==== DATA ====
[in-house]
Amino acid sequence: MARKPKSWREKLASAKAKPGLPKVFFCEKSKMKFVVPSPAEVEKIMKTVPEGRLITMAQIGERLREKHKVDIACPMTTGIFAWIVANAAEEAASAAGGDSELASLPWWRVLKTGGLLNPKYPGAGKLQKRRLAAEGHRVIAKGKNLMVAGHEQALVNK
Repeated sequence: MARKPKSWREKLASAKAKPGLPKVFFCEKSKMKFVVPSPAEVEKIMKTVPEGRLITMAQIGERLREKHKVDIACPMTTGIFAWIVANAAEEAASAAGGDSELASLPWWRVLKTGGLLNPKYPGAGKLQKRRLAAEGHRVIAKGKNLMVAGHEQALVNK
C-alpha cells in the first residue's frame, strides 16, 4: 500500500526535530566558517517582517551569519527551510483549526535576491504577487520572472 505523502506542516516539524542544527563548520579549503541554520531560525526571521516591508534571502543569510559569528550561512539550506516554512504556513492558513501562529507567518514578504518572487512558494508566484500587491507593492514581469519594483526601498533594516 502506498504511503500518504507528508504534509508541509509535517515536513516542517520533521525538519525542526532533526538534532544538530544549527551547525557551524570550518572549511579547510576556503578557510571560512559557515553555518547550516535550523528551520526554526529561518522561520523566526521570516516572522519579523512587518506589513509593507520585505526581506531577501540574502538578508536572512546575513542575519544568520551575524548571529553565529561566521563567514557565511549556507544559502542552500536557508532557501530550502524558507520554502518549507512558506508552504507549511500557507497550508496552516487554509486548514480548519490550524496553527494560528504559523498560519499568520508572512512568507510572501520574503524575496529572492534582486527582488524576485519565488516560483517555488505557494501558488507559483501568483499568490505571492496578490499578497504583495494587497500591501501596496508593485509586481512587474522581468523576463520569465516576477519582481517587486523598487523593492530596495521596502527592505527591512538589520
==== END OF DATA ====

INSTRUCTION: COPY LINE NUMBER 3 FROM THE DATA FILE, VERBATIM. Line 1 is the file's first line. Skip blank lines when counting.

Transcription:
Repeated sequence: MARKPKSWREKLASAKAKPGLPKVFFCEKSKMKFVVPSPAEVEKIMKTVPEGRLITMAQIGERLREKHKVDIACPMTTGIFAWIVANAAEEAASAAGGDSELASLPWWRVLKTGGLLNPKYPGAGKLQKRRLAAEGHRVIAKGKNLMVAGHEQALVNK